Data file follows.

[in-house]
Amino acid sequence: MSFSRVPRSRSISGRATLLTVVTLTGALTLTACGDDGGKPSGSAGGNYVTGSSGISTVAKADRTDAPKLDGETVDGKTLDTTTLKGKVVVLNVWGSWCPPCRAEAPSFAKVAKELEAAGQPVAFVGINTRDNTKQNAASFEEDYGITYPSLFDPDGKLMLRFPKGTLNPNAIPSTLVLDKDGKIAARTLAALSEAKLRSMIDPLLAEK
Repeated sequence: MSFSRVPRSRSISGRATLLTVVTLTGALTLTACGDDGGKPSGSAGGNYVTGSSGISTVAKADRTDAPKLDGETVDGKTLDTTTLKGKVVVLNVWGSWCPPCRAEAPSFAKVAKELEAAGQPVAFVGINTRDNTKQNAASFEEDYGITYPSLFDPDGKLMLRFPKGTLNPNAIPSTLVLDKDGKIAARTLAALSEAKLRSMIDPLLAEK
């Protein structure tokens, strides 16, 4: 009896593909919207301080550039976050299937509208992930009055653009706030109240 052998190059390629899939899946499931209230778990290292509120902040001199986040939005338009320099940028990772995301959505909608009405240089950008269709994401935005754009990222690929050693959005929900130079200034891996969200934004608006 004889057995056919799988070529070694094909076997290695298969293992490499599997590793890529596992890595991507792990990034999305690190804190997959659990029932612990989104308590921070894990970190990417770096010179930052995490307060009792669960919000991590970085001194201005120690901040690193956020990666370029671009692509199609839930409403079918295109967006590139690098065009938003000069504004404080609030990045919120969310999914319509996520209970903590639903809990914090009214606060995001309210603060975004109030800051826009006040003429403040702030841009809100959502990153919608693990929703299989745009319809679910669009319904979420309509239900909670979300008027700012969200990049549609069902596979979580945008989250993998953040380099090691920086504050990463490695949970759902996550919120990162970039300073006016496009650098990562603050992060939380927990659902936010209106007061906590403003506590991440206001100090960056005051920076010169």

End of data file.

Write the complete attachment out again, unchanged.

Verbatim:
[in-house]
Amino acid sequence: MSFSRVPRSRSISGRATLLTVVTLTGALTLTACGDDGGKPSGSAGGNYVTGSSGISTVAKADRTDAPKLDGETVDGKTLDTTTLKGKVVVLNVWGSWCPPCRAEAPSFAKVAKELEAAGQPVAFVGINTRDNTKQNAASFEEDYGITYPSLFDPDGKLMLRFPKGTLNPNAIPSTLVLDKDGKIAARTLAALSEAKLRSMIDPLLAEK
Repeated sequence: MSFSRVPRSRSISGRATLLTVVTLTGALTLTACGDDGGKPSGSAGGNYVTGSSGISTVAKADRTDAPKLDGETVDGKTLDTTTLKGKVVVLNVWGSWCPPCRAEAPSFAKVAKELEAAGQPVAFVGINTRDNTKQNAASFEEDYGITYPSLFDPDGKLMLRFPKGTLNPNAIPSTLVLDKDGKIAARTLAALSEAKLRSMIDPLLAEK
């Protein structure tokens, strides 16, 4: 009896593909919207301080550039976050299937509208992930009055653009706030109240 052998190059390629899939899946499931209230778990290292509120902040001199986040939005338009320099940028990772995301959505909608009405240089950008269709994401935005754009990222690929050693959005929900130079200034891996969200934004608006 004889057995056919799988070529070694094909076997290695298969293992490499599997590793890529596992890595991507792990990034999305690190804190997959659990029932612990989104308590921070894990970190990417770096010179930052995490307060009792669960919000991590970085001194201005120690901040690193956020990666370029671009692509199609839930409403079918295109967006590139690098065009938003000069504004404080609030990045919120969310999914319509996520209970903590639903809990914090009214606060995001309210603060975004109030800051826009006040003429403040702030841009809100959502990153919608693990929703299989745009319809679910669009319904979420309509239900909670979300008027700012969200990049549609069902596979979580945008989250993998953040380099090691920086504050990463490695949970759902996550919120990162970039300073006016496009650098990562603050992060939380927990659902936010209106007061906590403003506590991440206001100090960056005051920076010169």